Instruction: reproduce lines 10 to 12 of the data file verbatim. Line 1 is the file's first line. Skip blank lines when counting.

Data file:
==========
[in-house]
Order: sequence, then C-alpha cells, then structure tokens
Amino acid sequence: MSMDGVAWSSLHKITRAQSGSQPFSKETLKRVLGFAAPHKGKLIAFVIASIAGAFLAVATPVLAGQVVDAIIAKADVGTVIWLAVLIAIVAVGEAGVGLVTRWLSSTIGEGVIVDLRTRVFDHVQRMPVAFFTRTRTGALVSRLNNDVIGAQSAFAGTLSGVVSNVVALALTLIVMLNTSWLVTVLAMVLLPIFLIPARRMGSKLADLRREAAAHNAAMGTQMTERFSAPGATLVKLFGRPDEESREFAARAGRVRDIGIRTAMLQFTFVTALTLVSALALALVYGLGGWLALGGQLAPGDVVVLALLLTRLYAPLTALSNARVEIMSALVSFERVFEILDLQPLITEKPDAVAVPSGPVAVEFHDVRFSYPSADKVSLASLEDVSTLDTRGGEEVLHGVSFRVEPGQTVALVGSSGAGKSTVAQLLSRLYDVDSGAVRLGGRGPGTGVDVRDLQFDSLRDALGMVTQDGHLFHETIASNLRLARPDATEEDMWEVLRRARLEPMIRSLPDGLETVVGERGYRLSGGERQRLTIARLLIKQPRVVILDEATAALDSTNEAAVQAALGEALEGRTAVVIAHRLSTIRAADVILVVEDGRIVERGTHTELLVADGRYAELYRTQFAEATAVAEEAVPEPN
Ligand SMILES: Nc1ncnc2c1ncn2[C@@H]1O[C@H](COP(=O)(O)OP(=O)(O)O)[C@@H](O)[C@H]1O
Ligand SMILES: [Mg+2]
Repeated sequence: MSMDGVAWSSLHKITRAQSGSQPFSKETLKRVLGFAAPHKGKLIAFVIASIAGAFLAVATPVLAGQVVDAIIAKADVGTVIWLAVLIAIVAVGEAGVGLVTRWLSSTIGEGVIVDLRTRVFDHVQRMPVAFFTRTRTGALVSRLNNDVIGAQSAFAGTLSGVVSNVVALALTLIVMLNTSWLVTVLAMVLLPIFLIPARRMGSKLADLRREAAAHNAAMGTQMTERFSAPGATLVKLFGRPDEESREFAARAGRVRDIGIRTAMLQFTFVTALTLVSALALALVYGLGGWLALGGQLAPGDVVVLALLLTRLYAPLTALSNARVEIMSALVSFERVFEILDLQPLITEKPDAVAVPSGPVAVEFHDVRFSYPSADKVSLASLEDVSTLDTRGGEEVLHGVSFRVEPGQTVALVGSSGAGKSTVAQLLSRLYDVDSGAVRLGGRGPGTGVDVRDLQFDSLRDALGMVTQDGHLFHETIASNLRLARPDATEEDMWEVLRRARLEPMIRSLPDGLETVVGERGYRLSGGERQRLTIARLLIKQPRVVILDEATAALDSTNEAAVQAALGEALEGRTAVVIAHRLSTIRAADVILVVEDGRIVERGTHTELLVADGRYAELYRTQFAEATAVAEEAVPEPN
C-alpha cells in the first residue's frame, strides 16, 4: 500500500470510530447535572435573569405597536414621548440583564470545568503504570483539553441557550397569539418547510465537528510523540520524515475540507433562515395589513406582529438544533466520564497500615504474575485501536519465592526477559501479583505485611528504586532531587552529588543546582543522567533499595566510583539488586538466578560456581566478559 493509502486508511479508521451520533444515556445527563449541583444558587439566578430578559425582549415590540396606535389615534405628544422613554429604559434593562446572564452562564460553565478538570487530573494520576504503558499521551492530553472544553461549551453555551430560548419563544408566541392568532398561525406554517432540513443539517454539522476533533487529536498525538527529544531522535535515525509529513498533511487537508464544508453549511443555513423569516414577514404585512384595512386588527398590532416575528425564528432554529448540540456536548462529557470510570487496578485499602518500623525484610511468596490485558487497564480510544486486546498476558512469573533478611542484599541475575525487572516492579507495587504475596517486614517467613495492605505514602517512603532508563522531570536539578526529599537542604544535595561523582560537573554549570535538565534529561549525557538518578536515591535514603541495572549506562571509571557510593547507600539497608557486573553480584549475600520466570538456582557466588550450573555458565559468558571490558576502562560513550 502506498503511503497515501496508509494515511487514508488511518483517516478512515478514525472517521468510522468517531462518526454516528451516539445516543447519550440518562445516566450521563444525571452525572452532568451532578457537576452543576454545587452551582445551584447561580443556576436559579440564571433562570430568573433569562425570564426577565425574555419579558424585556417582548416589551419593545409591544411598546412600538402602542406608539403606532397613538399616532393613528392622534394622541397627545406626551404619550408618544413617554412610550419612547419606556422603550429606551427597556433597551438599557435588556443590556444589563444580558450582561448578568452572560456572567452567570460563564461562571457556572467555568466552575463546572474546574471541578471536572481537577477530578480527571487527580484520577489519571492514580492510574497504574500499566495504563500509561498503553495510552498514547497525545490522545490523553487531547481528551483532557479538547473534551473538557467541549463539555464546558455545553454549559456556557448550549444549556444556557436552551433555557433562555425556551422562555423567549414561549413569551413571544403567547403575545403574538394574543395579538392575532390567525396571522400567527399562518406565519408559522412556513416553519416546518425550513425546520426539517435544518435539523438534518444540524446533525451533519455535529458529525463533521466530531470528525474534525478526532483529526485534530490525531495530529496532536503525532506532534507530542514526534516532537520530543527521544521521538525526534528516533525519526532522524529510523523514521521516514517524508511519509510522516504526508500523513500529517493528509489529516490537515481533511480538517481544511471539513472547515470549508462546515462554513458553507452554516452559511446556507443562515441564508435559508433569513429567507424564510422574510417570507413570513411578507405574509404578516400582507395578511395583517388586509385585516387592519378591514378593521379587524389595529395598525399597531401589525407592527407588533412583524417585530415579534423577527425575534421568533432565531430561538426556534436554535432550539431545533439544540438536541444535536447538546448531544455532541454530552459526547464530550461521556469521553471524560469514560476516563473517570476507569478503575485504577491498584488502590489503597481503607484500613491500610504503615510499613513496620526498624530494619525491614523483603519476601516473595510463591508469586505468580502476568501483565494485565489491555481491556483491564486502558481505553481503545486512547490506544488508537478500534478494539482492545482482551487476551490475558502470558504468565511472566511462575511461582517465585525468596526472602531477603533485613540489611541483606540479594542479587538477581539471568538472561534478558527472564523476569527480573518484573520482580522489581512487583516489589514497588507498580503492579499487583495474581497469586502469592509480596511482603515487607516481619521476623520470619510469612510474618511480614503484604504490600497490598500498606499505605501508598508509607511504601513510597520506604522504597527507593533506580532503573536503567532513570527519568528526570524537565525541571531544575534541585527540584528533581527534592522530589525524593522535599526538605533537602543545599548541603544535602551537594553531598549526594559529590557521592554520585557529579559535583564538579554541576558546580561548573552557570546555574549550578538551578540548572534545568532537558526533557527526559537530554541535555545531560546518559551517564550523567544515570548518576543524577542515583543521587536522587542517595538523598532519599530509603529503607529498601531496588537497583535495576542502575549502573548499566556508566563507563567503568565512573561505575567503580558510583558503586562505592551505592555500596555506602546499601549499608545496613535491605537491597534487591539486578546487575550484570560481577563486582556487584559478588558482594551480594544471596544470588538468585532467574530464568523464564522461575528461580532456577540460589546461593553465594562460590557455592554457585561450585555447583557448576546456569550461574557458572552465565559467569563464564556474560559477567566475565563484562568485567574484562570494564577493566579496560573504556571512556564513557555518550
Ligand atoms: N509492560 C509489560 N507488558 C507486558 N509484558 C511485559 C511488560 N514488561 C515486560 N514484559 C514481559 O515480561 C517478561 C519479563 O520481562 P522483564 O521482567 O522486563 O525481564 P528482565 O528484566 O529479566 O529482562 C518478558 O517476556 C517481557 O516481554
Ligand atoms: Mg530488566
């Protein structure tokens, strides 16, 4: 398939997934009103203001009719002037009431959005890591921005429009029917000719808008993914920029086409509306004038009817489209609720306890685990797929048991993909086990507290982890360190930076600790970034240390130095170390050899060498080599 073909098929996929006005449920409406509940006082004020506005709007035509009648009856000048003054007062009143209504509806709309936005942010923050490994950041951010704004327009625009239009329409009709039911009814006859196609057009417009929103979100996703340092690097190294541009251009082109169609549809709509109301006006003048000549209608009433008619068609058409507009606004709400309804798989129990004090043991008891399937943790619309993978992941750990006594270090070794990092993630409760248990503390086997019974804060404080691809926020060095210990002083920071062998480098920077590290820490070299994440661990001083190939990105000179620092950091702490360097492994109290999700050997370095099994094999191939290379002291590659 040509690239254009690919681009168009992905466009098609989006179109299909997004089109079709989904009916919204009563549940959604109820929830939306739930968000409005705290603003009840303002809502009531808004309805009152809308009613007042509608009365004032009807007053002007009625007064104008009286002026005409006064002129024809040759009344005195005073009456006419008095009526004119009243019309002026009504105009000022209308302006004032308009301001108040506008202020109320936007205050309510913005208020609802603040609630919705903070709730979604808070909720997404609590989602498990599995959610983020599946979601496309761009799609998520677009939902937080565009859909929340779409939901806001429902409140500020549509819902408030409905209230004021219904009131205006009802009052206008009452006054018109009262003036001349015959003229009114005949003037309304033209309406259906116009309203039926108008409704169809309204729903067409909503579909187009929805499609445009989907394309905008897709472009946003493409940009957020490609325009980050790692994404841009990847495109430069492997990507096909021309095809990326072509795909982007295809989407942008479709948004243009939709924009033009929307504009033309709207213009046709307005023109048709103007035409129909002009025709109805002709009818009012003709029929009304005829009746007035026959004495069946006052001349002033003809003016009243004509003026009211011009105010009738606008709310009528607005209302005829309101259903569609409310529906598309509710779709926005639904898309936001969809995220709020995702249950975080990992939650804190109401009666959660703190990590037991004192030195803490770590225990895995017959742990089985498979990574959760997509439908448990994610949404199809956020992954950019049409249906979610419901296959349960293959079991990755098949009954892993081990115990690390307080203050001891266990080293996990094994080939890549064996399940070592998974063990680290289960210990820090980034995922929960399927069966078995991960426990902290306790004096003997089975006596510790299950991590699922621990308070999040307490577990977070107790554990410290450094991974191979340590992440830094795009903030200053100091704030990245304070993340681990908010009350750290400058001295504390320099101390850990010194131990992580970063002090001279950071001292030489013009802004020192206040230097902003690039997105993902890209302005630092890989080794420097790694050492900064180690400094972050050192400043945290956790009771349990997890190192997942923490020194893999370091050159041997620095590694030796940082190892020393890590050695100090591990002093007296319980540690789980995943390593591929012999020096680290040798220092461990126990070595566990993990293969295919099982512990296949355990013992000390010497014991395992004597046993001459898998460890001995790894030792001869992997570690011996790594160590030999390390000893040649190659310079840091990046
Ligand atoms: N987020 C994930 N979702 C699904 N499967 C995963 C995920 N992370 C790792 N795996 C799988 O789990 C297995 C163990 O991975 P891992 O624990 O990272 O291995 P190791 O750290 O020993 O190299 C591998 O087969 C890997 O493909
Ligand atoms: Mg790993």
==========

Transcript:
């Protein structure tokens, strides 16, 4: 398939997934009103203001009719002037009431959005890591921005429009029917000719808008993914920029086409509306004038009817489209609720306890685990797929048991993909086990507290982890360190930076600790970034240390130095170390050899060498080599 073909098929996929006005449920409406509940006082004020506005709007035509009648009856000048003054007062009143209504509806709309936005942010923050490994950041951010704004327009625009239009329409009709039911009814006859196609057009417009929103979100996703340092690097190294541009251009082109169609549809709509109301006006003048000549209608009433008619068609058409507009606004709400309804798989129990004090043991008891399937943790619309993978992941750990006594270090070794990092993630409760248990503390086997019974804060404080691809926020060095210990002083920071062998480098920077590290820490070299994440661990001083190939990105000179620092950091702490360097492994109290999700050997370095099994094999191939290379002291590659 040509690239254009690919681009168009992905466009098609989006179109299909997004089109079709989904009916919204009563549940959604109820929830939306739930968000409005705290603003009840303002809502009531808004309805009152809308009613007042509608009365004032009807007053002007009625007064104008009286002026005409006064002129024809040759009344005195005073009456006419008095009526004119009243019309002026009504105009000022209308302006004032308009301001108040506008202020109320936007205050309510913005208020609802603040609630919705903070709730979604808070909720997404609590989602498990599995959610983020599946979601496309761009799609998520677009939902937080565009859909929340779409939901806001429902409140500020549509819902408030409905209230004021219904009131205006009802009052206008009452006054018109009262003036001349015959003229009114005949003037309304033209309406259906116009309203039926108008409704169809309204729903067409909503579909187009929805499609445009989907394309905008897709472009946003493409940009957020490609325009980050790692994404841009990847495109430069492997990507096909021309095809990326072509795909982007295809989407942008479709948004243009939709924009033009929307504009033309709207213009046709307005023109048709103007035409129909002009025709109805002709009818009012003709029929009304005829009746007035026959004495069946006052001349002033003809003016009243004509003026009211011009105010009738606008709310009528607005209302005829309101259903569609409310529906598309509710779709926005639904898309936001969809995220709020995702249950975080990992939650804190109401009666959660703190990590037991004192030195803490770590225990895995017959742990089985498979990574959760997509439908448990994610949404199809956020992954950019049409249906979610419901296959349960293959079991990755098949009954892993081990115990690390307080203050001891266990080293996990094994080939890549064996399940070592998974063990680290289960210990820090980034995922929960399927069966078995991960426990902290306790004096003997089975006596510790299950991590699922621990308070999040307490577990977070107790554990410290450094991974191979340590992440830094795009903030200053100091704030990245304070993340681990908010009350750290400058001295504390320099101390850990010194131990992580970063002090001279950071001292030489013009802004020192206040230097902003690039997105993902890209302005630092890989080794420097790694050492900064180690400094972050050192400043945290956790009771349990997890190192997942923490020194893999370091050159041997620095590694030796940082190892020393890590050695100090591990002093007296319980540690789980995943390593591929012999020096680290040798220092461990126990070595566990993990293969295919099982512990296949355990013992000390010497014991395992004597046993001459898998460890001995790894030792001869992997570690011996790594160590030999390390000893040649190659310079840091990046
Ligand atoms: N987020 C994930 N979702 C699904 N499967 C995963 C995920 N992370 C790792 N795996 C799988 O789990 C297995 C163990 O991975 P891992 O624990 O990272 O291995 P190791 O750290 O020993 O190299 C591998 O087969 C890997 O493909
Ligand atoms: Mg790993």